Future Plans



How we handle the disposition of our body is a choice best made while we are alive and not left as a burden for others to grapple with in the midst of the grief of loss . . . the last act of yours on Earth.

The best way to get a feel for this place is to make an appointment to come pay us a visit, and there are plenty of places to enjoy along the way – including wine tasting opportunities, the Goldendale Observatory, Maryhill Museum, Mount Adams, and the Columbia River Gorge towns of Hood River, Bingen, & White Salmon. Visit the Gorge Owned, or GO! directory for information to inspire your trip.

We’ve compiled some ideas to help you plan for your visit to White Eagle at Ekone Ranch. Please visit our Directions Page for more information about places to stay and eat while you are in the area.


Hwy 97 on the Washington side, looking West down the Columbia Gorge


Our ongoing thinning and ecological forestry operation on some parts of the Sacred Earth Foundation land is providing BioMass materials for graves, and also boards for Bob’s casket making.  We completed the tool and storage shed and are making improvements to the parking area by the entrance arch. Coming soon: informational kiosk!

Conservation burial is growing momentum as more people acknowledge a longing to return to the earth when they pass, and we are excited to help foster a more natural way of laying loved ones to rest. We are pleased to be a part of the newly-formed Conservation Burial Alliance, comprised of the 9 conservation burial grounds in the United States.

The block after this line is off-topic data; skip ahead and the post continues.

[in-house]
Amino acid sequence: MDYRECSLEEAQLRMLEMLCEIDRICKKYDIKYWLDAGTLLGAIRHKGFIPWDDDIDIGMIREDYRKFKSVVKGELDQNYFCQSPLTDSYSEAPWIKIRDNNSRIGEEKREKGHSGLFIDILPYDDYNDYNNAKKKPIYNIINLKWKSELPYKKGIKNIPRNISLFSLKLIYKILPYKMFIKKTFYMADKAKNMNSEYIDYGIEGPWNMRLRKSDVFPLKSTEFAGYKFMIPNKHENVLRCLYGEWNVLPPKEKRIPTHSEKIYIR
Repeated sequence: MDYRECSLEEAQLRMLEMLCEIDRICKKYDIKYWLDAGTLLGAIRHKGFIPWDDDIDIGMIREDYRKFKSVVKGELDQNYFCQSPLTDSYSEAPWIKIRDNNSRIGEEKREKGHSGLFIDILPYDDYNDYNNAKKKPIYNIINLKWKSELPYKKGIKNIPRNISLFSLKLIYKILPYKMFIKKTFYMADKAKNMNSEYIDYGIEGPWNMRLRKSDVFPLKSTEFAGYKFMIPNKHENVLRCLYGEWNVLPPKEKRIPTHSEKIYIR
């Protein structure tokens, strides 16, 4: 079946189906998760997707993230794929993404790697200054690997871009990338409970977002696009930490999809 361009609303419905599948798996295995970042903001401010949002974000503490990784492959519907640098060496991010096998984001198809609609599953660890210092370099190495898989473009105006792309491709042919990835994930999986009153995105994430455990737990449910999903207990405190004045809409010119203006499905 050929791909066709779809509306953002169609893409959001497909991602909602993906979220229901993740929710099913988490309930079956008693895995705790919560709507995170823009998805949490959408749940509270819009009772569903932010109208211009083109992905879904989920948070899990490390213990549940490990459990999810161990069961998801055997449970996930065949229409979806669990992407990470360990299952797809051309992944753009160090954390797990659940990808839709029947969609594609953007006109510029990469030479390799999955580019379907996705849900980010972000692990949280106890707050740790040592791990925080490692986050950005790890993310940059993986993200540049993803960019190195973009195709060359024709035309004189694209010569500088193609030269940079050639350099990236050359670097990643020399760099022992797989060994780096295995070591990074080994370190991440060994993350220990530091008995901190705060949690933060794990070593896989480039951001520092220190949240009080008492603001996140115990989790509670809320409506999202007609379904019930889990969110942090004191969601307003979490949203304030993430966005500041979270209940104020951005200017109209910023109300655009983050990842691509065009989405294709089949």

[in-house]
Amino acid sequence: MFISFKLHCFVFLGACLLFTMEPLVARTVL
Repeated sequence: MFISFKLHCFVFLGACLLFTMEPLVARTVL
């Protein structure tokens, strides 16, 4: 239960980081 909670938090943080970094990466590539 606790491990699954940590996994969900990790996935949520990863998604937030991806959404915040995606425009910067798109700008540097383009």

Also, we’re looking for a bomb-proof horse who likes people (Toneka, pictured here, not so fond of strangers…) to be our burial horse – know any sweethearts who’d like to come live at the Ranch? Longtime friend of Ekone, Jack Fee, pictured here, can help train them to cart.


No, no, there is no going back.
Less and less you are
that possibility you were.
More and more you have become
those lives and deaths
that have belonged to you.
You have become a sort of grave
containing much that was
and is no more in time, beloved
then, now, and always.
And so you have become a sort of tree
standing over the grave.
Now more than ever you can be
generous toward each day
that comes, young, to disappear
forever, and yet remain
unaging in the mind.
Every day you have less reason
not to give yourself away.

~ Wendell Berry ~

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